Consider an Ito process $dS_t = f(t,S_t) dt + g(t,S_t)dW_t $

What is the reason that we can compute the variance as: $\sqrt{VaR(S_t)} = \frac{(dS_t)^2}{dt}$


Because instantaneous variance can be written as follows:

$V \left[ dS_t\right]=E\left[ \left( dS_t -E\left[dS_t\right] \right)^2\right]$

$V \left[ dS_t\right]=E\left[ \left( dS_t -f \, dt \right)^2\right]$

$V \left[ dS_t\right]=E\left[ \left( g \, dW_t \right)^2\right]=g^2dt$

Which is the same thing as:

$V \left[ dS_t\right]=E\left[ dS_t dS_t\right]=g^2dt$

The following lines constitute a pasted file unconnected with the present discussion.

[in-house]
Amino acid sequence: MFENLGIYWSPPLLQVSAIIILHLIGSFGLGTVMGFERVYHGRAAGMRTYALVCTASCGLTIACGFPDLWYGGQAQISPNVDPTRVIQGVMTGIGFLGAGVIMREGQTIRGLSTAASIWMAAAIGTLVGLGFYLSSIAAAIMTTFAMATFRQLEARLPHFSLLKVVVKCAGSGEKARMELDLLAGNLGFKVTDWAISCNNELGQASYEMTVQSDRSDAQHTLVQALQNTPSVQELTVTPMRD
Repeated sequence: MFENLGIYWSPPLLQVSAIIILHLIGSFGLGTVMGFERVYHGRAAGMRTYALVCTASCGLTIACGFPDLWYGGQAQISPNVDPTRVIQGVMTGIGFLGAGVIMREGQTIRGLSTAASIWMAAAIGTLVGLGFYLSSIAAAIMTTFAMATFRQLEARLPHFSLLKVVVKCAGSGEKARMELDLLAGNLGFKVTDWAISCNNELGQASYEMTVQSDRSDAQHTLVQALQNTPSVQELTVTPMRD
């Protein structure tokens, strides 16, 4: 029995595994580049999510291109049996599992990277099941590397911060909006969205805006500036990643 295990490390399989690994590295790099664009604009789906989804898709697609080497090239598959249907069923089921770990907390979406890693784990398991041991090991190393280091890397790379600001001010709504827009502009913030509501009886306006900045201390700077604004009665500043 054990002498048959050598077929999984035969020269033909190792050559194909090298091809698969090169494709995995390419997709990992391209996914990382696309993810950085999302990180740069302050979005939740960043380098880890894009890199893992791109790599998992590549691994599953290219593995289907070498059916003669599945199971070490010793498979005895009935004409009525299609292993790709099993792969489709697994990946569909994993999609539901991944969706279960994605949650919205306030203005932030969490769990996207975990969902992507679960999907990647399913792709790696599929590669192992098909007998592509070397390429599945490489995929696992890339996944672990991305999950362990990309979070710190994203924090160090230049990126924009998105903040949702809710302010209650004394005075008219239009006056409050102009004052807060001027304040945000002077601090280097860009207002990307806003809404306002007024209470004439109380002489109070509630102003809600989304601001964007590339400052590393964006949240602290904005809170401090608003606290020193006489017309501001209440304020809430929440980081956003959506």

Where I used the familiar drill $dtdt=0,dtdW=0, \text{ and } dWdW=dt$.

  • $\begingroup$ $E\left[ \left( g \, dW_t \right)^2\right]=g^2dt$. Why does this hold? thx $\endgroup$ – econmajorr Jun 15 at 15:25
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    $\begingroup$ This becomes $E\left[ g^2 dt \right]$ which is conditionally constant/known, so its expected value is its amazing self! $\endgroup$ – Magic is in the chain Jun 15 at 15:34
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    $\begingroup$ This is Ito's isometry: $\mathbb{E}[(\int g dW_t)^2] = \mathbb{E}[\int g^2 dt]$ $\endgroup$ – byouness Jun 17 at 19:45

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